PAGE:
Hellisheiði – the world’s largest geothermal power plantsAfter an hour, the Hellisheiði geothermal power station and its towering columns of water vapours suddenly beckon from a distance. Built in 2006, it is Iceland’s largest power plant and also one of the world’s largest geothermal plants. The hot water from here supplies all of Reykjavik, while a significant proportion of the capital’s power is produced here, too. The operators conduct a tour and convey a credible impression that a climate action revolution is in progress at this very location in Iceland. Inspired by this great amount of engineering excellence, the travel group sets out in the direction of Thingvellir for the day’s final stop.
The Hellisheiði geothermal power station
The Hellisheiði geothermal power station
Thingvellir island’s most important tourist attractionsThe Thingvellir car park is situated almost directly on top of adjoining tectonic plates. This is where the North-American and Eurasian tectonic plates drift up to four centimetres apart each year. It also served as the meeting place of the Icelandic parliament in the years from 930 to 1798. Norwegian Vikings assembled every June for two weeks to pass new laws and settle matters of court. The Republic of Iceland was proclaimed at this historic site on 17 June 1944, which now counts among the island’s most important tourist attractions.A promise that simply cannot be keptWith so many astounding sights just on the first day alone, one is inevitably struck by the thought that Iceland could, alongside the Icelandic krona, introduce a second currency – the memory card. Each and every participant has already taken hundreds of photographs and, later at the night’s accommodation at the Eldar Lodge, promises to start using their storage more sparingly. An optimistic intention, seeing as just the lodgings themselves provide sufficient subjects for numerous photographs. The Eldar Lodge is not a typical hotel and is rather more of a home in the best possible sense of the word. Surrounded by volcanic rock and a seemingly endless expanse of terrain, the ambience also swallows up any remaining bit of everyday mundanity that may have been hiding at the back of one’s mind. After bathing in a typical Icelandic hot tub and dining on a feast prepared by the lodge’s own chef, the day wraps up in front of the fireplace.In return, nature promises the most beautiful works of artThe next morning, the convoy switches to sports mode and accelerates into a day of activities. The next highlight of the trip is already waiting – a helicopter flight over Icelandic glacier formations, with gigantic boulders of ice jutting out towards the sky like modern works of art. The pilot talks about one of his life’s personal highlights during the flight. Years ago, he took part in a Porsche advertisement. It involved him chasing a 911 across a racetrack in his helicopter – unsuccessfully, of course.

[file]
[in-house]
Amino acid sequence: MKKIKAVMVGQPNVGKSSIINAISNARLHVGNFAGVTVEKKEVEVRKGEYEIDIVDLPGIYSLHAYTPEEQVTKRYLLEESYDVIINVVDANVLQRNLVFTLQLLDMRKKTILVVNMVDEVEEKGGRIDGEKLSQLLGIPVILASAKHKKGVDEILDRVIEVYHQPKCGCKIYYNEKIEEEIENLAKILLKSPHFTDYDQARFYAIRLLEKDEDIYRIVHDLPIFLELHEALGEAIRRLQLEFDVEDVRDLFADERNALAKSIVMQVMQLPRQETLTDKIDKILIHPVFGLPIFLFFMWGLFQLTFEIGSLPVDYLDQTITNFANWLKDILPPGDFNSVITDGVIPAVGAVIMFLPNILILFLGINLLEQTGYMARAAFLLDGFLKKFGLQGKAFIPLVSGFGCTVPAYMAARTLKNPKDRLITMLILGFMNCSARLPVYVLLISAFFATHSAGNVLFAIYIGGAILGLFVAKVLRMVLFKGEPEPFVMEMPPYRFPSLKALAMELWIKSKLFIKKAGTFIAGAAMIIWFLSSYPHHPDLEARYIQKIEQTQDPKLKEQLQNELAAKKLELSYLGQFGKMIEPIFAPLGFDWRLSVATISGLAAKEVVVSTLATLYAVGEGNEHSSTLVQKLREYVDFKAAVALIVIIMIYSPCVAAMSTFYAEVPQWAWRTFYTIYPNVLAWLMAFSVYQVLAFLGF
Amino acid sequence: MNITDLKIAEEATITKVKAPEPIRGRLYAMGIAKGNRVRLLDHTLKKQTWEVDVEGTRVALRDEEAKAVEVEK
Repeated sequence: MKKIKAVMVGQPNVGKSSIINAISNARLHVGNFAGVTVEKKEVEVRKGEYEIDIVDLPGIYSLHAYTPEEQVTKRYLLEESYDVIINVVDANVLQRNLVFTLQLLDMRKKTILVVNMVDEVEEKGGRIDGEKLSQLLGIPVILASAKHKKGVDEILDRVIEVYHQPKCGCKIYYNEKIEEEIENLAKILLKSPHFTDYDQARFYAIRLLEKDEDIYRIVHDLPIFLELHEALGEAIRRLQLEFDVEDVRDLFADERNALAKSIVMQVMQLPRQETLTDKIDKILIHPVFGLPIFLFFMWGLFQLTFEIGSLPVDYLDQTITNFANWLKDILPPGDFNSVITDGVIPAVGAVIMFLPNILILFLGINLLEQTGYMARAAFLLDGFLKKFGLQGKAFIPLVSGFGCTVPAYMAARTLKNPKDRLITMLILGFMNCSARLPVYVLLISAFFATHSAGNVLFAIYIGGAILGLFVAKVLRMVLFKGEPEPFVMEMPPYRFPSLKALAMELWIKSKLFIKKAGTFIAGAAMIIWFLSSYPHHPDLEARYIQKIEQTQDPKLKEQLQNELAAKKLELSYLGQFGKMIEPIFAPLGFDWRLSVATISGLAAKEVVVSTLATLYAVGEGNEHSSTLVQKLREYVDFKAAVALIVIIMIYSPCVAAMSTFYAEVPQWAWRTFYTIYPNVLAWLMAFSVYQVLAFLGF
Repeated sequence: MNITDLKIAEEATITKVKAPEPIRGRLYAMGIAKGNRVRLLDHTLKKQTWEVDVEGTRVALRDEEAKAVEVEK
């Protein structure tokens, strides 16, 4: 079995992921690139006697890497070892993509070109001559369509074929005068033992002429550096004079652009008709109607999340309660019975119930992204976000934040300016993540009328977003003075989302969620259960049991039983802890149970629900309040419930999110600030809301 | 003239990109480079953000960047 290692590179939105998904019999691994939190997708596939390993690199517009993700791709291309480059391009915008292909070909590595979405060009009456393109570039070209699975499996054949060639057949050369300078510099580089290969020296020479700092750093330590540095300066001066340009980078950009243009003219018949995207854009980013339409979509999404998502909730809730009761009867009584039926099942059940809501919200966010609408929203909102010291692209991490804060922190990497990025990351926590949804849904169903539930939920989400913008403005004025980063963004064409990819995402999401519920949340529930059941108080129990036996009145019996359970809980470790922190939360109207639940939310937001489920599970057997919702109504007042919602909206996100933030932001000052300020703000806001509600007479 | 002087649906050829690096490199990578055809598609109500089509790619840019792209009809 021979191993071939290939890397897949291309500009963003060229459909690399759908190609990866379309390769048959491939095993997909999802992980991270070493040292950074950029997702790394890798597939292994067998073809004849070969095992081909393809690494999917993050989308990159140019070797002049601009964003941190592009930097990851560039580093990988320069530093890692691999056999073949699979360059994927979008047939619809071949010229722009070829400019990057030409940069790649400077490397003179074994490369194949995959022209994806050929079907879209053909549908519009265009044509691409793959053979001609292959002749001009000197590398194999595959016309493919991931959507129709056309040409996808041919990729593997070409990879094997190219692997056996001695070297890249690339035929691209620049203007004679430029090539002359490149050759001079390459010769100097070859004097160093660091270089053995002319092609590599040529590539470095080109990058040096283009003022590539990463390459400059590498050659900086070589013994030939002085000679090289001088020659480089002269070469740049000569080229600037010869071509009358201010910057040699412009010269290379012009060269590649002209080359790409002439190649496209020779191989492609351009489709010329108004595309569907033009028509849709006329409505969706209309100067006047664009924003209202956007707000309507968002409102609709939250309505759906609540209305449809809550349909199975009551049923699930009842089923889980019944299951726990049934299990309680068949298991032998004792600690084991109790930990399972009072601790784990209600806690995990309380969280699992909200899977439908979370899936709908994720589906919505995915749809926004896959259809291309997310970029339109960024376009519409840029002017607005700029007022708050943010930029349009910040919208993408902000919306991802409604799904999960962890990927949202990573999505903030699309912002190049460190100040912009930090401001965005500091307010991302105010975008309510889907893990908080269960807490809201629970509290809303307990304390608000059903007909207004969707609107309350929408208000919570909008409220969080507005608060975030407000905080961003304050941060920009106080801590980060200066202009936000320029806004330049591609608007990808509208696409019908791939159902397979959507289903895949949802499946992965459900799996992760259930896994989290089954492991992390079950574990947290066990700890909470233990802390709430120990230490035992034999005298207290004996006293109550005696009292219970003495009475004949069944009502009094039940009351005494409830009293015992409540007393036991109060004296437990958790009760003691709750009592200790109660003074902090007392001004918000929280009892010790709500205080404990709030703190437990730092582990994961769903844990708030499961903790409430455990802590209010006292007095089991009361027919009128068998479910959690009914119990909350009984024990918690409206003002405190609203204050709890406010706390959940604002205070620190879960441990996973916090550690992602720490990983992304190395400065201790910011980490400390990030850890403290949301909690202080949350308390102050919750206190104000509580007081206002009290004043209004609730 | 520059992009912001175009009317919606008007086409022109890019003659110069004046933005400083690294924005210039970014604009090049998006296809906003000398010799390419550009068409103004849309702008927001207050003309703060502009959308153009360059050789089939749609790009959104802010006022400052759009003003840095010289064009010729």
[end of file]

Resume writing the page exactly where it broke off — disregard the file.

911 Convoy_Iceland
Convoy on the way to the next highlight (911 Carrera S: Fuel consumption* combined 10,0-9,6 l/100 km; CO2 emissions* combined 227-220 g/km)
His landing after flying over the glacier, on the other hand, is anything but unsuccessful. Now the trip is continuing to the neighbouring expanses of snow via snowmobile. The skids glide crackling over the white ground and a feeling of weightlessness sets in. The Langjökull glacier, at roughly 953 square kilometres, is the second-largest glacier in Iceland and its blue cracks and crevices prove once again that nature still creates the most beautiful works of art.
Gulfoss waterfall
Gulfoss waterfall
Yet nature can do other things, too. The nearby Gulfoss waterfall makes it clear what a true force of nature looks like in the form of thick clouds of spray. Just a moment after, only a few kilometres further away, Geysir – what may be Iceland’s biggest tourist attraction – shoots out of a hole in the ground towards the sky. And between these sights? Repeatedly marvellous drives through lava fields and past crystal-clear mountain lakes. Here it is as if the roads were made for quick bursts of acceleration with a level of torque that is more or less certain to release an endorphin or two. At the end of this day of activities, the night’s accommodation at the Eldar Lodge proves for a second time that it has earned its place among the few places in the world where a night’s stay is truly needed at least once in life.
Experience_expance_is_a_promise_Image_13_Geysir in Iceland one of biggest tourist attractions
Geysir – one of Iceland’s biggest tourist attractions
Off to Snaefellsnes peninsula – an insider tipWell-rested and fully ready for the day, the Porsche enthusiasts set out the next day for the sparsely populated Snaefellsnes peninsula located 200 kilometres to the north-west – an insider tip. The peninsula is a small area where all forms of the Icelandic landscape can be experienced. It is for this reason that Snæfellsnes is often called 'Iceland in Miniature'. Tonight’s accommodation, the Hótel Búðir, lies surrounded by the mountains towering in the background and flat grazing land for sheep and Icelandic horses. Exotic birds perform their air show above the neighbouring coastline. The scenery makes it hard to believe that the world has not stopped and an alternative reality taken over.Travelling Iceland with the Porsche is too beautiful to be true. But it is true. At some point on the third day of the Porsche Travel Experience, Esaam, an ophthalmologist from Florida, manages to summarise it perfectly: "Everything about this trip is top-notch – the cars, our hotel rooms, the food cooked by top chefs and an expert at every attraction to guide us and tell us the things not found in any guidebook. On top of that, every stop of the journey has been planned down to the final detail. This is the perfect travel experience. In America, we call that a home run!"